In interpreting FINRA’s suitability rule, numerous cases explicitly state that a broker’s recommendations must be consistent with his customers’ best interests. FINRA explained that the suitability requirement that a broker make only those recommendations that are consistent with the customer’s best interests prohibits a broker from placing his or her interests ahead of the customer’s interests.
The requirement that a broker’s recommendation must be consistent with the customer’s best interests does not obligate a broker to recommend the least expensive security or investment strategy, said FINRA, as long as the recommendation is suitable and the broker is not placing his or her interests ahead of the customer’s interests.
Although FINRA does not define the term “recommendation,” it has offered several guiding principles that firms and brokers should consider when determining whether particular communications could be viewed as recommendations. FINRA has extensively addressed those guiding principles in past Regulatory Notices, and cases have applied them to specific facts. Some SEC releases and FINRA cases and interpretive letters also have explained that a broker-dealer’s use or distribution of marketing or offering materials ordinarily would not, by itself, constitute a recommendation for purposes of the suitability rule.
FINRA and the SEC have recognized that certain actions constitute implied recommendations that can trigger suitability obligations. FINRA and the SEC have held, for example, that brokers who effect transactions on a customer’s behalf without informing the customer have implicitly recommended those transactions, thereby triggering application of the suitability rule. Although such holdings continue to act as precedent regarding those issues, the new rule does not broaden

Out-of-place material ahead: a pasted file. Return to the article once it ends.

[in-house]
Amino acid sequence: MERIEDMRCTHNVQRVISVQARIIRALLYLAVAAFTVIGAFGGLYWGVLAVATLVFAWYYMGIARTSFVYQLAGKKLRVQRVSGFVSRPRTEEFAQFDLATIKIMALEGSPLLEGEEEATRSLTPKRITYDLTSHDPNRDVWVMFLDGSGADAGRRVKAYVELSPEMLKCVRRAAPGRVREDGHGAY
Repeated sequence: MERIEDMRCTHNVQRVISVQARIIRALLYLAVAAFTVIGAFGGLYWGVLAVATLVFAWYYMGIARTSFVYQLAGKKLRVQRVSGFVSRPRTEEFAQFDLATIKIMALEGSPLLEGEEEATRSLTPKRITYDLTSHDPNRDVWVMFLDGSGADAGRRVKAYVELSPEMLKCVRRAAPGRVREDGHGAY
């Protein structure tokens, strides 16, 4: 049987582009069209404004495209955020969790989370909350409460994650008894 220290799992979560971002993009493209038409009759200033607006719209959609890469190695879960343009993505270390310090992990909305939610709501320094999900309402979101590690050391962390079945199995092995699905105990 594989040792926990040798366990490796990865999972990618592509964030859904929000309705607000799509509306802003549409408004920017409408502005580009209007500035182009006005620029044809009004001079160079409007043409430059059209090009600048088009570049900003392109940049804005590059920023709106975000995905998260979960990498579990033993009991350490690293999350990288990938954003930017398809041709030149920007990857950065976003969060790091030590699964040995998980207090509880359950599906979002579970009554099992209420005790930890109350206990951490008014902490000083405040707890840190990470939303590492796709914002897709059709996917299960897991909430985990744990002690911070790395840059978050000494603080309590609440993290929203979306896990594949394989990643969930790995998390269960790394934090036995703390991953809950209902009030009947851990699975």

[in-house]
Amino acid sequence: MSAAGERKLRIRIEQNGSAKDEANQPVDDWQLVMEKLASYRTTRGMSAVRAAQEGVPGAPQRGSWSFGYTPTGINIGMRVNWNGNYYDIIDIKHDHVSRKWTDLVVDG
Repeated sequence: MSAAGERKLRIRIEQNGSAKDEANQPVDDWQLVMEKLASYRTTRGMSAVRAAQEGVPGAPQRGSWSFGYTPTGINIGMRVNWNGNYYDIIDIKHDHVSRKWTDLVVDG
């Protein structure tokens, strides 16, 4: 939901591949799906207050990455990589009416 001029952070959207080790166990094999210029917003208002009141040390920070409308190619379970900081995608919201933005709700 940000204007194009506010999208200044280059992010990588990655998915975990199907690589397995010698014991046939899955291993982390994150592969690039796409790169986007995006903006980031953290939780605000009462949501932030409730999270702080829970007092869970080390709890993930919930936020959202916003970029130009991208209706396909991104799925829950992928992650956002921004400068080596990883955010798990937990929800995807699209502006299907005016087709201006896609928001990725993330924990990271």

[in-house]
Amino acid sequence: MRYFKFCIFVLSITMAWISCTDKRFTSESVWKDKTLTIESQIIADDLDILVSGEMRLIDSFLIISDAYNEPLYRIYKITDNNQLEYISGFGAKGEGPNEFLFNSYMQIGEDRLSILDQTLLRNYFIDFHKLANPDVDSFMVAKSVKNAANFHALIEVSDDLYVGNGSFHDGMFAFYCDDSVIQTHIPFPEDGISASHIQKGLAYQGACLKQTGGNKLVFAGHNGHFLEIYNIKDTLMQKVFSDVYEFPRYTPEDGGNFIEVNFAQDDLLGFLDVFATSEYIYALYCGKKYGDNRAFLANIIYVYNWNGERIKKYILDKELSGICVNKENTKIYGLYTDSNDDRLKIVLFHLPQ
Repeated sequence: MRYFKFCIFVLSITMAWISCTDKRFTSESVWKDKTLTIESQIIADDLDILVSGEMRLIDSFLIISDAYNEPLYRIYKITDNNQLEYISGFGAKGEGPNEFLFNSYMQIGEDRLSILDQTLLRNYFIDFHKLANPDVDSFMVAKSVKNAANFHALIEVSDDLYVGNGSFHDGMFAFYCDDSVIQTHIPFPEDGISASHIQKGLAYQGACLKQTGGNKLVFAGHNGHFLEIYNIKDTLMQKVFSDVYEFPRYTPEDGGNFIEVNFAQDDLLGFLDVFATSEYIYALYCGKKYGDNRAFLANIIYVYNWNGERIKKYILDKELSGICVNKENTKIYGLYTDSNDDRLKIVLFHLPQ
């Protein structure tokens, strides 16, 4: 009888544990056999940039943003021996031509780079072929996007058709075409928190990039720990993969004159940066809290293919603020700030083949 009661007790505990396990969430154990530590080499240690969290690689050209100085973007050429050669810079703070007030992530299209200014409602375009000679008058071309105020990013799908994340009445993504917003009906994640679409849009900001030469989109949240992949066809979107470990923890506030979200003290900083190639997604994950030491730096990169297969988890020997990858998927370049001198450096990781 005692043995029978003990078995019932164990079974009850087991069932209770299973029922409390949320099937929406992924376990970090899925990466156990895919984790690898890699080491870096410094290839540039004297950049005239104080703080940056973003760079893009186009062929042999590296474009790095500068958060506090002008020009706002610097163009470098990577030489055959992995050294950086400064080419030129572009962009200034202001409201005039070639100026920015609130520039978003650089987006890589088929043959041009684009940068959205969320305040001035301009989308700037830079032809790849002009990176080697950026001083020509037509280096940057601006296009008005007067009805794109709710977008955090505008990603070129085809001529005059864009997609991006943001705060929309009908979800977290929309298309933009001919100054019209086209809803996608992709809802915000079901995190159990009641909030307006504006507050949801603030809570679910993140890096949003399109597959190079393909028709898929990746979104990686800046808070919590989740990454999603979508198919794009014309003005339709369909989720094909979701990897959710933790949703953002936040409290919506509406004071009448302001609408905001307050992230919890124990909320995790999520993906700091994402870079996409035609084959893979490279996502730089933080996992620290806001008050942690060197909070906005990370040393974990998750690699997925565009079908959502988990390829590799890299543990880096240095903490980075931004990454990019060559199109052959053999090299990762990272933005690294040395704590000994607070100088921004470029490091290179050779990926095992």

the scope of implied recommendations. The new rule, for example, does not apply to implicit recommendations to hold a security. Thus, the new rule’s “hold” language would not apply when a broker remains silent regarding security positions in an account. The hold recommendation must be explicit.
The suitability rule only applies to a broker’s recommendation to a “customer.” FINRA defines “customer” broadly as including anyone who is not a broker or dealer. Although in certain circumstances the term may include some additional parameters, a “customer” clearly would include an individual or entity with whom a broker-dealer has even an informal business relationship related to brokerage services, as long as that individual or entity is not a broker or dealer. A broker-customer relationship would arise and the suitability rule would apply, for example, when a broker recommends a security to a potential investor, even one who does not have an account at the firm.
Rule 2111 states that the term “investment strategy” is to be interpreted broadly. The new rule would cover a recommended investment strategy involving a security regardless of whether the recommendation results in a securities transaction or even mentions a specific security. FINRA would not consider a broker’s recommendation that a customer generally invest in equities
or fixed-income securities to be an investment strategy covered by the rule, unless such a recommendation was part of an asset allocation plan not eligible for the safe-harbor provision in Rule 2111.03
Specifically, the rule provides a safe harbor for firms’ use of asset allocation models that are based on generally accepted investment theory, accompanied by disclosures of all material
facts and assumptions that may affect a reasonable investor’s assessment of the asset allocation model or any report generated by such model, and in compliance with NASD IM-2210-6 (Requirements for the Use of Investment Analysis Tools) (soon to be renumbered as FINRA Rule 2214), if the asset allocation model is an investment analysis tool covered by the interpretative material.